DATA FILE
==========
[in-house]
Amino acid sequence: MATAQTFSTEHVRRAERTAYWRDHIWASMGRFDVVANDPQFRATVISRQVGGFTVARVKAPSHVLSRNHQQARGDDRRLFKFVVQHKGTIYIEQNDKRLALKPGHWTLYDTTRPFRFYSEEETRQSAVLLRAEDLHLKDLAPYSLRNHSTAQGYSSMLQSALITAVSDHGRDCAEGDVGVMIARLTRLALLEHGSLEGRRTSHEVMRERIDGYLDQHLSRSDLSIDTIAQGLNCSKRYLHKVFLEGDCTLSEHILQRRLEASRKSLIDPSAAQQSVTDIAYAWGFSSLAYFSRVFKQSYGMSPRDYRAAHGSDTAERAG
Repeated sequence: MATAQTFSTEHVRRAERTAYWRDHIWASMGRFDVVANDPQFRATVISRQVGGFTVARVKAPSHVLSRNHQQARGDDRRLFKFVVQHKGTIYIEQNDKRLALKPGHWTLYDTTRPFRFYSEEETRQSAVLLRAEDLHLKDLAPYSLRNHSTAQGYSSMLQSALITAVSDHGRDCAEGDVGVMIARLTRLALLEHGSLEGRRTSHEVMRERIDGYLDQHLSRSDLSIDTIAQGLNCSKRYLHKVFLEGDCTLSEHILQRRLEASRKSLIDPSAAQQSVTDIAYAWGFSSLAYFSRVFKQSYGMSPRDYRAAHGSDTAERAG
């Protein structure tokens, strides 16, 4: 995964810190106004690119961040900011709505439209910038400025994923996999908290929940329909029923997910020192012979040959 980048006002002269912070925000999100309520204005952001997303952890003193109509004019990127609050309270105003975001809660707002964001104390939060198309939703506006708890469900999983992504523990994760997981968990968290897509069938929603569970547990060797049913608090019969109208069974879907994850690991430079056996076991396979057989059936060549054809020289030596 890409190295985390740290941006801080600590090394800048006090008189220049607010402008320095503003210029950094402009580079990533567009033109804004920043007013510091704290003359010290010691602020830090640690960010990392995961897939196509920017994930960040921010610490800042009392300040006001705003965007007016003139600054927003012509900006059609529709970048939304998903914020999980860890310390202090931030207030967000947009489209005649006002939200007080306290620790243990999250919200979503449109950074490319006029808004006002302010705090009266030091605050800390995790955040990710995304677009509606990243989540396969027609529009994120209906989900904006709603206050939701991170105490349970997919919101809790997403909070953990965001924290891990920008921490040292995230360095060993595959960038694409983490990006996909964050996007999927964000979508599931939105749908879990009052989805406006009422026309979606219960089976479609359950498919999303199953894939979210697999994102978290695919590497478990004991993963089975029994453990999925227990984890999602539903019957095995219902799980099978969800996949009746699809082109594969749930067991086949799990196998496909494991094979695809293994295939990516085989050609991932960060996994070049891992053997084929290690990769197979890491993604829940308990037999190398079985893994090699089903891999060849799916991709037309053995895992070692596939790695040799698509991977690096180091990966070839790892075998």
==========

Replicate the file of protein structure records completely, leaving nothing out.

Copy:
[in-house]
Amino acid sequence: MATAQTFSTEHVRRAERTAYWRDHIWASMGRFDVVANDPQFRATVISRQVGGFTVARVKAPSHVLSRNHQQARGDDRRLFKFVVQHKGTIYIEQNDKRLALKPGHWTLYDTTRPFRFYSEEETRQSAVLLRAEDLHLKDLAPYSLRNHSTAQGYSSMLQSALITAVSDHGRDCAEGDVGVMIARLTRLALLEHGSLEGRRTSHEVMRERIDGYLDQHLSRSDLSIDTIAQGLNCSKRYLHKVFLEGDCTLSEHILQRRLEASRKSLIDPSAAQQSVTDIAYAWGFSSLAYFSRVFKQSYGMSPRDYRAAHGSDTAERAG
Repeated sequence: MATAQTFSTEHVRRAERTAYWRDHIWASMGRFDVVANDPQFRATVISRQVGGFTVARVKAPSHVLSRNHQQARGDDRRLFKFVVQHKGTIYIEQNDKRLALKPGHWTLYDTTRPFRFYSEEETRQSAVLLRAEDLHLKDLAPYSLRNHSTAQGYSSMLQSALITAVSDHGRDCAEGDVGVMIARLTRLALLEHGSLEGRRTSHEVMRERIDGYLDQHLSRSDLSIDTIAQGLNCSKRYLHKVFLEGDCTLSEHILQRRLEASRKSLIDPSAAQQSVTDIAYAWGFSSLAYFSRVFKQSYGMSPRDYRAAHGSDTAERAG
């Protein structure tokens, strides 16, 4: 995964810190106004690119961040900011709505439209910038400025994923996999908290929940329909029923997910020192012979040959 980048006002002269912070925000999100309520204005952001997303952890003193109509004019990127609050309270105003975001809660707002964001104390939060198309939703506006708890469900999983992504523990994760997981968990968290897509069938929603569970547990060797049913608090019969109208069974879907994850690991430079056996076991396979057989059936060549054809020289030596 890409190295985390740290941006801080600590090394800048006090008189220049607010402008320095503003210029950094402009580079990533567009033109804004920043007013510091704290003359010290010691602020830090640690960010990392995961897939196509920017994930960040921010610490800042009392300040006001705003965007007016003139600054927003012509900006059609529709970048939304998903914020999980860890310390202090931030207030967000947009489209005649006002939200007080306290620790243990999250919200979503449109950074490319006029808004006002302010705090009266030091605050800390995790955040990710995304677009509606990243989540396969027609529009994120209906989900904006709603206050939701991170105490349970997919919101809790997403909070953990965001924290891990920008921490040292995230360095060993595959960038694409983490990006996909964050996007999927964000979508599931939105749908879990009052989805406006009422026309979606219960089976479609359950498919999303199953894939979210697999994102978290695919590497478990004991993963089975029994453990999925227990984890999602539903019957095995219902799980099978969800996949009746699809082109594969749930067991086949799990196998496909494991094979695809293994295939990516085989050609991932960060996994070049891992053997084929290690990769197979890491993604829940308990037999190398079985893994090699089903891999060849799916991709037309053995895992070692596939790695040799698509991977690096180091990966070839790892075998």